Also, Memphis produced the fourth dynasty, and Elephantine produced the fifth. The handover of power from one governing family to another appeared to have gone well.

  • Sneferu 2613-2589
  • Khufu 2589-2566
  • Radjedef 2566-2558
  • Khafre 2558-2532
  • Menkaura 2532-2503
  • Shepseskaf 2503-2498

Fifth Dynasty 2494 – 2345 BC

The first two monarchs of the fifth dynasty were the sons of Khentkaues, a part of the royal line of the fourth dynasty. Officialdom was institutionalized, in addition, for the first time, top officials emerged from outside the royal family.

The pyramids are shorter and less solidly built than those of the fourth dynasty. However, the sculptures from the funeral temples are in excellent condition.

Also, there are papyri from this time period that show well-developed accounting and record-keeping procedures. They show how commodities were redistributed between the royal house, temples, and bureaucrats.

  • Userkaf 2494-2487
  • Sahura 2487-2475
  • Neferirkara Kakai 2475-2455
  • Shepseskara Isi 2455-2448
  • Raneferef 2448-2445
  • Nyuserra 2445-2421
  • Menkauhor 2421-2414
  • Djedkara Isesi 2414-2375
  • Unas 2375-2345

Sixth Dynasty 2345 – 2181 BC

Many writings from the sixth dynasty have been discovered. Also, there are records of Pepi I’s commercial excursions to the south among them. A letter written by Pepy II is one of the most intriguing.

Also, Pepi II’s pyramid in southern Saqqara is the Old Kingdom’s final great monument. The identities of the seventh dynasty’s kings are unknown, and the eighth dynasty is showing signs of political decline.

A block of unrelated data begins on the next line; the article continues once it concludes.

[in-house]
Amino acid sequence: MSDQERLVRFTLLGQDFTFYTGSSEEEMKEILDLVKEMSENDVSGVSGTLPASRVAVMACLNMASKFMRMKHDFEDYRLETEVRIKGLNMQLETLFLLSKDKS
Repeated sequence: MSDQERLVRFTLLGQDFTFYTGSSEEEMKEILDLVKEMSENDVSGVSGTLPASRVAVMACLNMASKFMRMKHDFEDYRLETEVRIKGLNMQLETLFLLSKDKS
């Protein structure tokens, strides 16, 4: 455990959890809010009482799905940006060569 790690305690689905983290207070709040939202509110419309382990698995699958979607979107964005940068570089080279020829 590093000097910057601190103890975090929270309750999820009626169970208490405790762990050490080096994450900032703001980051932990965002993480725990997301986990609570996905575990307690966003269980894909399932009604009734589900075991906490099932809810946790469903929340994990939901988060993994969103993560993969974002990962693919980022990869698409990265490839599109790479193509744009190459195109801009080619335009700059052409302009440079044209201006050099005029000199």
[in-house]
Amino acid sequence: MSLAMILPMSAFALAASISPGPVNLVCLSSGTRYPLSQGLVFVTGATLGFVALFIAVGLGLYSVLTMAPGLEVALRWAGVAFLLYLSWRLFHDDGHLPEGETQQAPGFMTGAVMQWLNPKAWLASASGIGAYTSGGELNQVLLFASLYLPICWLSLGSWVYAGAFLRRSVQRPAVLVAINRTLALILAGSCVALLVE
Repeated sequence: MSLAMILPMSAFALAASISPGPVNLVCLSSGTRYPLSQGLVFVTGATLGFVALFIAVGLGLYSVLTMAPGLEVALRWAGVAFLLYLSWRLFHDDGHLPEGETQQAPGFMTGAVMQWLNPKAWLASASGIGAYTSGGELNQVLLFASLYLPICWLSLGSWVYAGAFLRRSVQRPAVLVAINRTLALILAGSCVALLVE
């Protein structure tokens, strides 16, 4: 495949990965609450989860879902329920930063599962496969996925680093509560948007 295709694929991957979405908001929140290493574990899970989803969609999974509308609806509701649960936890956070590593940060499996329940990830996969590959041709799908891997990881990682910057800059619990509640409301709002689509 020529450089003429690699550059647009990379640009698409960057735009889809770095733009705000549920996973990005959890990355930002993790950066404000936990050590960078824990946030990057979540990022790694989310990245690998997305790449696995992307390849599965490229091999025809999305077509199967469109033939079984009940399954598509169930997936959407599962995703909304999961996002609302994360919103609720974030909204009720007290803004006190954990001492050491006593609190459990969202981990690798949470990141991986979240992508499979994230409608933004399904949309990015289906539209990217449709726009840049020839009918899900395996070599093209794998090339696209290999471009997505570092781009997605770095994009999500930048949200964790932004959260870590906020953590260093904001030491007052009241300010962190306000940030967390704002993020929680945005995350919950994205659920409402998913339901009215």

• Teti 2345-2323
  • Userkara 2323-2321
  • Pepy I 2321-2287
  • Merenra 2287-2278
  • Pepy II 2278-2184
  • Nitiqret 2184-2181

7th and 8th dynasties – First Intermediate Period 2181- 2125 BC

The Old Kingdom state fell apart at this time. Egypt had both political and environmental disasters at the same time. Famine, civic unrest, and an increase in the death rate all occurred. This was not a favorable time for the Egyptians, with the weather in Northeast Africa becoming dryer, low Nile inundations, in addition, tombs fast filling.

Also, the years after Pepy II’s death are the most enigmatic. Only a woman named Nitokris, who seems to have acted as king, has left an imprint on history from this period. Although no contemporaneous records exist, Herodotus wrote about her:

” She massacred hundreds of Egyptians to avenge her brother, the king, who had been assassinated by his subjects, forcing her to succeed. She accomplished this by building a massive underground cavern. Then she invited everyone she knew who had anything to do with her brother’s death to a feast. She let the river in on them through a hidden conduit after the meal was underway. Then, she plunged herself into a room filled with ashes to escape her punishment after this terrifying vengeance.”

Petty warlords governed the provinces for a while. Then, from the city of Herakleopolis, a royal dynasty lead by one Khety rose to power and ruled the entire country for a time. However, this was short-lived, in addition, the kingdom was divided into two parts: the north, which was administered from Herakleopolis, and the south, which was ruled from Thebes.

Also, the Theban monarchy was solid, whereas at Herakleopolis, kings came and went quickly. Then, the struggle between the two lands was never settled until the 11th dynasty.

Dynasties: Seventh & Eighth 2181 – 2125 BC

We only know the names of two kings from this dynasty. Various provinces were ruled by roughly seventeen minor warlords.

  • Wadjkara
  • Qakara Iby

Dynasties: Ninth & Tenth 2160 – 2025 BC

A family from Herakleopolis, led by Khety, rose to power and governed the entire kingdom for a time. However, this did not persist, in addition, Egypt was once again divided into north and south. Herakleopolis dominated the north, while Thebes ruled the south.

Ancient Egyptian kings;

  • Khety Meryibra
  • Khety Wahkara
  • Merykara
  • Ity